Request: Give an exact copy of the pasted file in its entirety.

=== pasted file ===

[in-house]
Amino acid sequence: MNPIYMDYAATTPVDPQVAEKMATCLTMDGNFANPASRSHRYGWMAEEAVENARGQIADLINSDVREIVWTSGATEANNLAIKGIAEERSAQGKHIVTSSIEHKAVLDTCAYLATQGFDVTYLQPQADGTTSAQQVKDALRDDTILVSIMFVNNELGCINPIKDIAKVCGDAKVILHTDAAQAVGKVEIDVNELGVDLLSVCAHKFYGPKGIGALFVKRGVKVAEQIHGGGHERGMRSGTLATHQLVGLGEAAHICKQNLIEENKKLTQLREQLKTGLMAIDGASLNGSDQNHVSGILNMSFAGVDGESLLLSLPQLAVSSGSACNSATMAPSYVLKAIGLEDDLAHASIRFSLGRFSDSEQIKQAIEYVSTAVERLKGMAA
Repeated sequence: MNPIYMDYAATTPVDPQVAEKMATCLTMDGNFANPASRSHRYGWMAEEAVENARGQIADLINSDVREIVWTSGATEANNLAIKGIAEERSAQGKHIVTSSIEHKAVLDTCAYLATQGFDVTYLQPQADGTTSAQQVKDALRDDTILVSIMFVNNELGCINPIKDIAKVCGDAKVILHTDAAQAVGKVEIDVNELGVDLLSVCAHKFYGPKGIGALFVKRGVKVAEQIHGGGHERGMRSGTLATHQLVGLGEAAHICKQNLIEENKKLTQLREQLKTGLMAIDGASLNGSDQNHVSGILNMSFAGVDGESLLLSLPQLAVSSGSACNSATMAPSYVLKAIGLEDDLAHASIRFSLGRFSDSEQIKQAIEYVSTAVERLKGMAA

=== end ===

[in-house]
Amino acid sequence: MNPIYMDYAATTPVDPQVAEKMATCLTMDGNFANPASRSHRYGWMAEEAVENARGQIADLINSDVREIVWTSGATEANNLAIKGIAEERSAQGKHIVTSSIEHKAVLDTCAYLATQGFDVTYLQPQADGTTSAQQVKDALRDDTILVSIMFVNNELGCINPIKDIAKVCGDAKVILHTDAAQAVGKVEIDVNELGVDLLSVCAHKFYGPKGIGALFVKRGVKVAEQIHGGGHERGMRSGTLATHQLVGLGEAAHICKQNLIEENKKLTQLREQLKTGLMAIDGASLNGSDQNHVSGILNMSFAGVDGESLLLSLPQLAVSSGSACNSATMAPSYVLKAIGLEDDLAHASIRFSLGRFSDSEQIKQAIEYVSTAVERLKGMAA
Repeated sequence: MNPIYMDYAATTPVDPQVAEKMATCLTMDGNFANPASRSHRYGWMAEEAVENARGQIADLINSDVREIVWTSGATEANNLAIKGIAEERSAQGKHIVTSSIEHKAVLDTCAYLATQGFDVTYLQPQADGTTSAQQVKDALRDDTILVSIMFVNNELGCINPIKDIAKVCGDAKVILHTDAAQAVGKVEIDVNELGVDLLSVCAHKFYGPKGIGALFVKRGVKVAEQIHGGGHERGMRSGTLATHQLVGLGEAAHICKQNLIEENKKLTQLREQLKTGLMAIDGASLNGSDQNHVSGILNMSFAGVDGESLLLSLPQLAVSSGSACNSATMAPSYVLKAIGLEDDLAHASIRFSLGRFSDSEQIKQAIEYVSTAVERLKGMAA